Mark E. Williams, M.D.
Mark E. Williams, M.D., is a Clinical Investigator in the Section on Clinical Research at Joslin, Senior Staff Physician at Joslin Clinic, Co-Director of Dialysis at Beth Israel Deaconess Medical Center, and Associate Professor of Medicine at Harvard Medical School. He received his medical degree from Indiana University School of Medicine and completed postdoctoral training at the University of Southern California Medical Center, Boston City Hospital and Beth Israel Hospital. He has served on numerous national committees and was named Physician of the Year by the National Kidney Foundation of Massachusetts in 1998.
Dr. Williams is a nephrologist who conducts clinical research on diabetic kidney disease and its potential treatments. These have included inhibitors of glycation, a biochemical reaction that occurs throughout the body in the presence of hyperglycemia. During glycation, glucose attaches to large molecules, including proteins, altering tissue architecture and cell chemistry. This process might explain many complications of diabetes. Glycation results in the buildup of advanced glycation end products (AGEs), which impede the functioning of normal cells. In the kidneys, for example, AGEs damage normal filters. Joslin studies show that the buildup of AGEs in patients with diabetes and advanced kidney disease affects not only the kidneys, but also large blood vessels, leading to related complications such as cardiovascular disease.
Dr. Williams is also developing and testing treatments for chronic kidney disease in patients who have diabetes and those who do not. This research includes a comparison of two approved angiotensin receptor blockers (angiotensin is a hormone linked to vascular damage, including in the kidneys); these data are now being studied.
Joslin is the leading investigative site for a Phase 3 clinical study of a drug for early diabetic nephropathy that works by restoring the properties of the damaged filters in the kidneys. In addition, Dr. Williams and team have completed a Phase 1 clinical study of a drug that may reverse the scarring caused by diabetic nephropathy in the kidneys’ filtering units by blocking a factor in the body that promotes scarring. The drug will soon enter Phase 2 clinical studies.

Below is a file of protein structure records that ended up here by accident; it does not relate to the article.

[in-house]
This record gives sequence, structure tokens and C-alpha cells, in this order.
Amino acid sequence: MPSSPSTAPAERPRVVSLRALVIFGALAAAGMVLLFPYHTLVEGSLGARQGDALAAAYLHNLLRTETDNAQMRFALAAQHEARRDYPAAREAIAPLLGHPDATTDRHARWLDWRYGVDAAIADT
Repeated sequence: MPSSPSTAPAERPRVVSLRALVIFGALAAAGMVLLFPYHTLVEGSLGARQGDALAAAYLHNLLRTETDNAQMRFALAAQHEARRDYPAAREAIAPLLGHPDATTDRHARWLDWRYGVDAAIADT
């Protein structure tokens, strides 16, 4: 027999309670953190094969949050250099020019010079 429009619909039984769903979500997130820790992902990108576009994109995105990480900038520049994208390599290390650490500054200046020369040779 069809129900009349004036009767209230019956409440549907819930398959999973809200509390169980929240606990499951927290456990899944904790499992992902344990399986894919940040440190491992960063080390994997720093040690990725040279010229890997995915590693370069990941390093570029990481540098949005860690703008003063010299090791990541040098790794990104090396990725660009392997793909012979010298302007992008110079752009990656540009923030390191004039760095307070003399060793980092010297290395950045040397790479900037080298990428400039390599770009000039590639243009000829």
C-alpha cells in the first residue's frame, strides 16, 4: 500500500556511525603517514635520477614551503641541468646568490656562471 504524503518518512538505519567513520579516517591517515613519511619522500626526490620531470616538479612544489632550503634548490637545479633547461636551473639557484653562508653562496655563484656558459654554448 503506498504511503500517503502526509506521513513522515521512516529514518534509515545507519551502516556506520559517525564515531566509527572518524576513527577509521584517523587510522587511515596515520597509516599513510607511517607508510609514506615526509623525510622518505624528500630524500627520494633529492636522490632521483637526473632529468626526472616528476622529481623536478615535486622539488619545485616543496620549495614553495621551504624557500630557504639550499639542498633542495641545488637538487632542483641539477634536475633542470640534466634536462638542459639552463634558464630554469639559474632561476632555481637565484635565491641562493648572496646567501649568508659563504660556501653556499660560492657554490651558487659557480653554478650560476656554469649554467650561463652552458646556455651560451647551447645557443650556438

In addition, Dr. Williams is analyzing and publishing data on the role of glycemic control in patients who require chronic dialysis for kidney failure. He will soon begin a study that evaluates a glucose sensor compared to conventional glycemic monitoring in hemodialysis patients.
Williams ME. New potential agents in treating diabetic kidney disease: the fourth act. Drugs 66: 2287-2298, 2006.
Williams ME, Lacson E Jr, Teng M, Ofsthun N, Lazarus JM. Hemodialyzed type I and type II diabetic patients in the US: Characteristics, glycemic control, and survival. Kidney Int 70: 1503-1509, 2006.
Williams ME, Tuttle KR. The next generation of diabetic nephropathy therapies: an update. Adv Chronic Kidney Dis 12: 212-222, 2005.
Battle D, McGill J, Williams M. Guest editorial: diabetic kidney disease. Adv Chronic Kidney Dis 12: 126-127, 2005.
Williams M, Stanton R. Management of diabetic kidney disease. Joslin’s Textbook on Diabetes 14th ed. Kahn RC, Weir GC, King GL, Moses AC, Smith RJ, Jacobson AM (eds). Philadelphia: Lippincott Williams & Wilkins, 925-949, 2005.